Our latest free debate kit is ready. It’s on Food Security, asking:
Should our school only buy food produced in the UK?”
What’s it all about?
Global food security is a huge issue. An increasing population, decreasing land area, and the effects of climate change mean improving food security sustainably is a real challenge. And it’s not just about providing everyone in the world with enough calories, but making sure that people are receiving the correct nutrients for a healthy and balanced diet.
The aim of this debate kit is to show students just how complex the issue of global food security is, and to encourage them to begin to consider and investigate some of the main issues surrounding the ethics of food production.
What’s in the kit?
Our kits follow a tried and tested format, based on character cards and lesson notes. Included in the kit are 8 debate cards outlining the opinions of a number of different fictional characters with an interest in food security, and teachers notes to help you to carry out the lesson effectively.
The question: Should our school only buy food produced in the UK?
Arguing for only UK-produced food:
Leanne Roberts – a farmer who cares about British farmers and the UK being self sufficient in food
Toby Swan – an allotment owner who believes that growing our own food makes us value it more and waste less
Corrine Radford – a green campaigner who thinks we should reduce carbon emissions by not transporting food long distances
Arguing against only UK-produced food:
Helen Harvey – a fair trade fruit importer who believes food should be grown in countries with the right climate and shipped rather than flown over
Anya Katzmareck – a vegetarian restauranteur who thinks it’s what we eat that matters, not where it’s from
Tony Percy – a chocolate fan who wants an interesting and varied diet
Murad Kamal – an ecologist who cares about the damage farming can do to the environment
What’s so good about the kits?
The kits are all about developing students’ debating and discussion skills around contentious issues, with social, ethical and environmental aspects all covered. Role play gives students a chance to explore the different sides of the issue and compare others’ points of view. For teachers, the kits provide an effective and structured resource which can be used again and again with little effort or preparation.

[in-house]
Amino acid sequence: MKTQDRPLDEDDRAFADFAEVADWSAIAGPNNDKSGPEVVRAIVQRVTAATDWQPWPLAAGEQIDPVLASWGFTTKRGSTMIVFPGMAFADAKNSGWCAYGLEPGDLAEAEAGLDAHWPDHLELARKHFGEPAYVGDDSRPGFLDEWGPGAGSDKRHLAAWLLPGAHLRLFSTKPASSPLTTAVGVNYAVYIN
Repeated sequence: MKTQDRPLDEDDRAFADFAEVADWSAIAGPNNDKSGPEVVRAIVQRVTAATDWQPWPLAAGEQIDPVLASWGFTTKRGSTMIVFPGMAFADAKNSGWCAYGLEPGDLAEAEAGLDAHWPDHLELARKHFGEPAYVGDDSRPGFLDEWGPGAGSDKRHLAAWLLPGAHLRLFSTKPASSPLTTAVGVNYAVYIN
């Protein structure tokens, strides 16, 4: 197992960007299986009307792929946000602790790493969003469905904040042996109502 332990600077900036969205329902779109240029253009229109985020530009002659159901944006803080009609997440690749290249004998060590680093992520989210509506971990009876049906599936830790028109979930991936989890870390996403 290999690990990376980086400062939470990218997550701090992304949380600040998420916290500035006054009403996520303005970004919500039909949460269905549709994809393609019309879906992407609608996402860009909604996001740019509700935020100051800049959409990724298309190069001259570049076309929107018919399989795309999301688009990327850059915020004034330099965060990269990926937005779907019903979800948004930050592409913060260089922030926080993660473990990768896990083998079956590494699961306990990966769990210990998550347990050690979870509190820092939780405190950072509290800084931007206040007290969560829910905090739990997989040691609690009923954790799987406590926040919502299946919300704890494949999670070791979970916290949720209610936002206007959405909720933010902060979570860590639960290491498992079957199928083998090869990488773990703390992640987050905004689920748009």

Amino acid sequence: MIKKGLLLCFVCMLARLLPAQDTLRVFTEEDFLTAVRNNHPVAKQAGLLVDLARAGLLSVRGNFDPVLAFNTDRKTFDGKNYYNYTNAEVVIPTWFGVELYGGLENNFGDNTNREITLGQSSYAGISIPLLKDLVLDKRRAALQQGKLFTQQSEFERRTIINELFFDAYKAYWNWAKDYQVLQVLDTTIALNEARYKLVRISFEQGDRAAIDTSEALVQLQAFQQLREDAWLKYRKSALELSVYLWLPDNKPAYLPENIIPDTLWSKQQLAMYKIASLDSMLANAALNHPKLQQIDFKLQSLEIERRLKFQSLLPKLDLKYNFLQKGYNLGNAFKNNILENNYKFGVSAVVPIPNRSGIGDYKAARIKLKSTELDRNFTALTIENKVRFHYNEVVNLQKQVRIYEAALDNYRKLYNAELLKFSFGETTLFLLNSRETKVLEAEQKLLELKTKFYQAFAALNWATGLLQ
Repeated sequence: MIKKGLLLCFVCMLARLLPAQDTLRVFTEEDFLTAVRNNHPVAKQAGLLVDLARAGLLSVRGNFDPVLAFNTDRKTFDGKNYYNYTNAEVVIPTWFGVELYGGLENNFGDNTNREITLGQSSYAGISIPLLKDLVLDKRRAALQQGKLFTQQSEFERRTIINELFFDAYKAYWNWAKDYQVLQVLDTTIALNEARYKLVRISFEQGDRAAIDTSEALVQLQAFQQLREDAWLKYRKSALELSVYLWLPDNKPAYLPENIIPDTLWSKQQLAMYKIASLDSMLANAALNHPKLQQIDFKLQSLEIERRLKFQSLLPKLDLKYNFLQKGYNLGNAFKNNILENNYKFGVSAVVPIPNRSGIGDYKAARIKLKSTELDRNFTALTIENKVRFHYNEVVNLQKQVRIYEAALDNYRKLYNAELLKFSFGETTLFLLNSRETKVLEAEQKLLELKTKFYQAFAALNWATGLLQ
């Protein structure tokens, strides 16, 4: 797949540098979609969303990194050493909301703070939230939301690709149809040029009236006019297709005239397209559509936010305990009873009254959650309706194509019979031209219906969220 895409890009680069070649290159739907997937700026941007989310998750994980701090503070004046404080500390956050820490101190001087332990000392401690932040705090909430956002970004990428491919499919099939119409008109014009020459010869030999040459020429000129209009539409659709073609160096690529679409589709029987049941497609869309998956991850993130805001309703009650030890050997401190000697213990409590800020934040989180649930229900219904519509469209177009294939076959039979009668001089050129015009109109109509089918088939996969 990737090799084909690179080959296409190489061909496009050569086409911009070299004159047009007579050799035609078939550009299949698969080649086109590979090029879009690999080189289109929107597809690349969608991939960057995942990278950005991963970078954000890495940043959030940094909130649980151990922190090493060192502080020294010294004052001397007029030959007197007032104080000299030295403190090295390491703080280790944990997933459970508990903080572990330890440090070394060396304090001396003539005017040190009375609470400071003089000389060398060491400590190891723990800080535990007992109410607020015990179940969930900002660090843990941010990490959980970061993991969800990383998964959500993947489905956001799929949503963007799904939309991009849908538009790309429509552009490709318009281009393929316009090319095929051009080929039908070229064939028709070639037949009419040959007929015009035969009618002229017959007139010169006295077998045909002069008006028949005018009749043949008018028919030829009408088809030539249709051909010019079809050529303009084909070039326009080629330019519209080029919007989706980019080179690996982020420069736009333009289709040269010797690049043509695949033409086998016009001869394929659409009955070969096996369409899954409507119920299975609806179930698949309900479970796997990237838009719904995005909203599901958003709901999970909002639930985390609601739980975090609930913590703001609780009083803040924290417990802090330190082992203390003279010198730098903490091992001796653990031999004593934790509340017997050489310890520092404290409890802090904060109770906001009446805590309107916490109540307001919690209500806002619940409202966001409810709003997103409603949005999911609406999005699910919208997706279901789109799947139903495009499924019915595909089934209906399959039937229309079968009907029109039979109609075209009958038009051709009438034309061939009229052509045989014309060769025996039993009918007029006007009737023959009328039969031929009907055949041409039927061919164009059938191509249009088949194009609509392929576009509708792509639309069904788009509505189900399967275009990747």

We’ve had some great feedback about previous kits. Our last debate kit, Drugs in Sport, was particularly popular:
The Debate Kits for Drugs in Sport and IVF are great. We know that debating skills are important for our students and our BTEC students can even pass some of their assessment criteria by engaging in debates. We’ll integrate these in our Yr 9 and 10 SoW.” – Ellie Russell, teacher, Trinity CE High School
“The kit was really good! – I used it with a Year 9 biology class, had them in groups with a chair person leading the disscusion and making a verdict on whether or not to ban drugs in sport. The cards really helped to liven up the debate with facts figures and personal anicdotes. The chair for each group had to compromise on the decision as there are valid reasons both for and against a complete ban. I then set a literacy based homework where they justified their own opinion on the use of drugs in sport.” – Jo Chinner, teacher
Who pays for them?
This debate kit was commissioned and funded by the Global Food Security programme, supported by the University of Nottingham. The Global Food Security programme brings together the UK’s main public funders of food-related research to meet the challenge of providing the world’s growing population with a sustainable, secure supply of nutritious food from less land and using fewer inputs.
How can I get some?
Sign up to request a kit by filling in your details at the top right of this page, and we’ll get it sent out to you as soon as they’re ready to go!